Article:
What is Google+?

Google+ is both a social network in its own right, and a socially-powered layer overhanging Google’s existing web services, namely Google Search, Gmail, GoogleDocs, YouTube and Google +1, but soon to include GoogleApps, Picassa, GoogleReader and the dozens of other services Google provides to users.

What’s the value proposition?

Google is attempting to bring a new philosophy to social connectivity, combining the popular features common to social media (friend networking, link sharing, location-sharing, object rating, etc) with a new emphasis on privacy, context and integration; three areas where the leading social networking giants like Facebook, Twitter, LinkedIn and Foursquare often struggle. The concept is abstract, but powerful nonetheless, as shown in this video from Google announcing the launch of Google+:


Where are the opportunities for brands?

Officially, there are none right now. Several brands, most notably Ford, pounced on Google+ invites in the first week and immediately started publishing updates. But Google quickly put a stop to this, explaining to brands that Google+ profiles are for individuals only, and that a comprehensive solution for their needs will be launched as soon as the Google+ user base has grown to a reasonable size.

To smooth things over with prominent brands and keep anticipation high, Google released a video articulating their belief that: “The business experience we are creating should far exceed the consumer profile in terms of its usefulness to businesses. We just ask for your patience while we build it.” They also offered brands the chance to take part in a pilot program to test out whenever the Google+ business solution is launched. The video below states Google’s official stance towards brand participation in Google+.


What action should brands take on Google+ right now?

Google+ represents a potential – and I emphasize the term potential – watershed for social marketing. In only three weeks, the service has demonstrated:

  1. An extraordinary capacity to grow its membership virally, as the social network will likely reach 20 million members by the time it turns 1-month old. At its current rate of growth, Google+ could rival Twitter in size by early 2012.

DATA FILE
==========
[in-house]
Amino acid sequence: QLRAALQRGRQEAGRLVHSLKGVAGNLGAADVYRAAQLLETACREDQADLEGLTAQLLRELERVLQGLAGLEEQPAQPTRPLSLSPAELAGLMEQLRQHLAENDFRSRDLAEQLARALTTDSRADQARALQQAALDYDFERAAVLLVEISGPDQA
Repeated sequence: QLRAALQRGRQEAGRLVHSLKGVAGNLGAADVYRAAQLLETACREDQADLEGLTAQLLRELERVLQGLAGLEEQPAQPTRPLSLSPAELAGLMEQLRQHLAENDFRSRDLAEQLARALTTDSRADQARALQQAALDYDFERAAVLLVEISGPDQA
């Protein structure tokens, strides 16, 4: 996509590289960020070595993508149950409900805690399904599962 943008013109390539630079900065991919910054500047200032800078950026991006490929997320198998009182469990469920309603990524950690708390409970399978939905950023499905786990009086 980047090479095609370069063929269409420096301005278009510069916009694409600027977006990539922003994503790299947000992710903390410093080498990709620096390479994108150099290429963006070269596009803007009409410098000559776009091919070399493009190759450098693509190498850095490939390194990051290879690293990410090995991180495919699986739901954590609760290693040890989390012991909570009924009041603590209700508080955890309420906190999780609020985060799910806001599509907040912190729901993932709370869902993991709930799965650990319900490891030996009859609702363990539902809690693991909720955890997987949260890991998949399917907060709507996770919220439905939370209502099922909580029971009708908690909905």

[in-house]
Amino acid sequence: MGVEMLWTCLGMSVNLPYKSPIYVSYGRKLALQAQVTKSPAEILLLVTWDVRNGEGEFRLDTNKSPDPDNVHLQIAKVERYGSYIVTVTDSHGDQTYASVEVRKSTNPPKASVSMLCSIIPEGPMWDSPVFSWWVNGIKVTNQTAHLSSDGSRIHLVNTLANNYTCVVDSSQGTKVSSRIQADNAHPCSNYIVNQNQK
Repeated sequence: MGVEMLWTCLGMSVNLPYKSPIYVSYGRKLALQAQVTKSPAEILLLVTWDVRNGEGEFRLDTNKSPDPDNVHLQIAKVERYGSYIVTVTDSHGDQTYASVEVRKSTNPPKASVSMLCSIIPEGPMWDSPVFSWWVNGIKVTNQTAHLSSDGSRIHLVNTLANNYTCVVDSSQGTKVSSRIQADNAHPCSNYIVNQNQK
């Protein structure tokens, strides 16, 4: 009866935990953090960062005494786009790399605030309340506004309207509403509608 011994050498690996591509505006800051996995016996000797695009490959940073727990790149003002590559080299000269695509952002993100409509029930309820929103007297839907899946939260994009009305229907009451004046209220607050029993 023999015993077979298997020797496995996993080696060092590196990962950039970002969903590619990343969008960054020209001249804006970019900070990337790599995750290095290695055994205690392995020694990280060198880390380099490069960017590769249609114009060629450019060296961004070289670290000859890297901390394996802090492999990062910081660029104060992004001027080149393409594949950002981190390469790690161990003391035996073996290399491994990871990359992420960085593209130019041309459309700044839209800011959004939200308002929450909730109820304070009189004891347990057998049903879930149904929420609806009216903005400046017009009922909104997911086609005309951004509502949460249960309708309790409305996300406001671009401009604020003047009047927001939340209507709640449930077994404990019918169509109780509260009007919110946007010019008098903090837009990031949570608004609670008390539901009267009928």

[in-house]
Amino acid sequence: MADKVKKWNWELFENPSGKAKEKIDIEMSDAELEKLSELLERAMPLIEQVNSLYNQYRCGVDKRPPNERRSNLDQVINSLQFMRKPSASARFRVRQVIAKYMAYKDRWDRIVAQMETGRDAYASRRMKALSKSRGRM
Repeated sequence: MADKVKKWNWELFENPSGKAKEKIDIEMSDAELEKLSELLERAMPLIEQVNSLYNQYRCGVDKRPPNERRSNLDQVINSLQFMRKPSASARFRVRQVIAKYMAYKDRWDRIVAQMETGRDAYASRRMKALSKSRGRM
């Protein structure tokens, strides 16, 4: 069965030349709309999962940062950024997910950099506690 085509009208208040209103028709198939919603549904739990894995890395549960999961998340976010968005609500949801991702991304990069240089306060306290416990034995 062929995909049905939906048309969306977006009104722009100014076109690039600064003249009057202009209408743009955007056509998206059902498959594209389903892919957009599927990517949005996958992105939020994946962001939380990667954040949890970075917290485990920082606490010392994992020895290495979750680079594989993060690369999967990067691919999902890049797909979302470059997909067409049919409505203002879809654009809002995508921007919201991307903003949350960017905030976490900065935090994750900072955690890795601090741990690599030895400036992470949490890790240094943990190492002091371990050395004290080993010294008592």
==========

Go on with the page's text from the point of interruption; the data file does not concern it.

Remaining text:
2. An exceptional skill at driving referring traffic to top-tier websites. Google+ members are sharing over 1 billion items each day, and many leading news outlets have already seen Google+ crack their top ten sources of referring traffic.

That being said, Google+ is still in its infancy. There are many serious obstacles that it must surmount over the next few months to demonstrate that it is even sustainable as a network, to say nothing of being valuable to brands, profitable as a business or a rival to Facebook.

At IMRE, we are counseling our clients to take two initial steps with Google+:

  1. Devote time to learning about what Google+ is offering is individual members. The new social network certainly has an appeal, and studying how users interact with it and what draws them to the service can reap huge rewards down the road when developing a social marketing strategy for the platform.
  2. Begin to set aside time and resources for a thorough review of Google+ in late 2011 – Just in time for the social network to mature and the 2012 budget planning season to start. Tell your social marketing teams and agencies that you want to assess the viability of Google+ in late 2011, and that you want to see a clear recommendation about whether or not the new social network will support your core business and marketing strategies.


How Should Brands Assess Google+?

At IMRE, we always encourage our clients to assess a social marketing channel using six criteria, and an analysis of Google+ should take the same format:

  1. Audience – Is your target audience on Google+? What are they using it for? Is there an opportunity to add value to the conversation? Is there a threat to engaging with them?
  2. Connectivity Tools – Does Google+ offer audiences the tools necessary to share your content with others? Who will they share it with? Is their sharing and engagement measurable?
  3. Connectivity Barriers – Where does Google+ limit your brand or the ability of your audiences to share your content? Are these barriers surmountable? How?